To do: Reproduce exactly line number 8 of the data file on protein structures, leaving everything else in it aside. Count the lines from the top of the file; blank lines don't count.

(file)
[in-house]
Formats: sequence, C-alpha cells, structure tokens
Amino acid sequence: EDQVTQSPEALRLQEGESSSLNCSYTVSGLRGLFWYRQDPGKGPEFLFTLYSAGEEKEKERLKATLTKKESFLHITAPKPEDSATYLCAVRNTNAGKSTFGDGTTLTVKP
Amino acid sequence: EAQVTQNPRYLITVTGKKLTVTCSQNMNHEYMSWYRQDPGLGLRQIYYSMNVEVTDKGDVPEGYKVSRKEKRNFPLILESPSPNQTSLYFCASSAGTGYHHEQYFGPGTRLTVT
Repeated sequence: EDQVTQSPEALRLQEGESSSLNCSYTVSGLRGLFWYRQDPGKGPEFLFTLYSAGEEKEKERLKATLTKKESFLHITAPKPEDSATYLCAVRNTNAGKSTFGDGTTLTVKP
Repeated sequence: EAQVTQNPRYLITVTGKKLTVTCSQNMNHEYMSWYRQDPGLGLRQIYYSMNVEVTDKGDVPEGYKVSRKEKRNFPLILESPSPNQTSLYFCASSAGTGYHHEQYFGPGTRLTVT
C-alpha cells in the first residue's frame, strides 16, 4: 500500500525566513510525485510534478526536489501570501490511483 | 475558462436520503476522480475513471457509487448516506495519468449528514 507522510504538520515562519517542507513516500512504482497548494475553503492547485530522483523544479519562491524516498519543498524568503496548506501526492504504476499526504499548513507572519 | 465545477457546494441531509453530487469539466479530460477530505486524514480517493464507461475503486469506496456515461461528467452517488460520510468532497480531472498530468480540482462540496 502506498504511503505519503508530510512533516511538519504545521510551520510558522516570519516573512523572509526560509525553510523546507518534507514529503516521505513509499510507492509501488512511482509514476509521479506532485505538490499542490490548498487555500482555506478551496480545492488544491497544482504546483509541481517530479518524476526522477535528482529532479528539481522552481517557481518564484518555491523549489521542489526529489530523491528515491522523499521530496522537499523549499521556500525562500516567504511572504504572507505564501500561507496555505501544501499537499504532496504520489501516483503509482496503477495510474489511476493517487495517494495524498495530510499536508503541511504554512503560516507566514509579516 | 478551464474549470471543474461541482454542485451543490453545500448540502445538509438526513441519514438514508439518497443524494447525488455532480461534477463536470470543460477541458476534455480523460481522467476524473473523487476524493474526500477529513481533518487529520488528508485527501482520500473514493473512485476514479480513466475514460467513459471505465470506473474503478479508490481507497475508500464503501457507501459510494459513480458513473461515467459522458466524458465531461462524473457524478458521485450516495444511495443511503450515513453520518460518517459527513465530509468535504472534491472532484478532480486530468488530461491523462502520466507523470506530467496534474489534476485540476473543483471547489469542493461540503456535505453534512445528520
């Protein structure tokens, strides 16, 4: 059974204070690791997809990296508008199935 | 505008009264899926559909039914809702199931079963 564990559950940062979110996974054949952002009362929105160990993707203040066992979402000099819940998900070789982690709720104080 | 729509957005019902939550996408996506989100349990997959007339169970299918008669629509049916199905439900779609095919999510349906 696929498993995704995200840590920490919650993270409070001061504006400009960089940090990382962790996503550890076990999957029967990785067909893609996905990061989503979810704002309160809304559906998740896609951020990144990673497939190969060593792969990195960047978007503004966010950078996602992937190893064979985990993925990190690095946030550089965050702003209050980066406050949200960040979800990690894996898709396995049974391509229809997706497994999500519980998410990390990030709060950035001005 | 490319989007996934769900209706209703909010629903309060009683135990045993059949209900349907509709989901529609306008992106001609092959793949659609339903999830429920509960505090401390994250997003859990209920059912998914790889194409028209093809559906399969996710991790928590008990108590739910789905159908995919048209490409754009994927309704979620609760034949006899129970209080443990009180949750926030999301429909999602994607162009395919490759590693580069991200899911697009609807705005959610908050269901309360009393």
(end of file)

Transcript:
């Protein structure tokens, strides 16, 4: 059974204070690791997809990296508008199935 | 505008009264899926559909039914809702199931079963 564990559950940062979110996974054949952002009362929105160990993707203040066992979402000099819940998900070789982690709720104080 | 729509957005019902939550996408996506989100349990997959007339169970299918008669629509049916199905439900779609095919999510349906 696929498993995704995200840590920490919650993270409070001061504006400009960089940090990382962790996503550890076990999957029967990785067909893609996905990061989503979810704002309160809304559906998740896609951020990144990673497939190969060593792969990195960047978007503004966010950078996602992937190893064979985990993925990190690095946030550089965050702003209050980066406050949200960040979800990690894996898709396995049974391509229809997706497994999500519980998410990390990030709060950035001005 | 490319989007996934769900209706209703909010629903309060009683135990045993059949209900349907509709989901529609306008992106001609092959793949659609339903999830429920509960505090401390994250997003859990209920059912998914790889194409028209093809559906399969996710991790928590008990108590739910789905159908995919048209490409754009994927309704979620609760034949006899129970209080443990009180949750926030999301429909999602994607162009395919490759590693580069991200899911697009609807705005959610908050269901309360009393």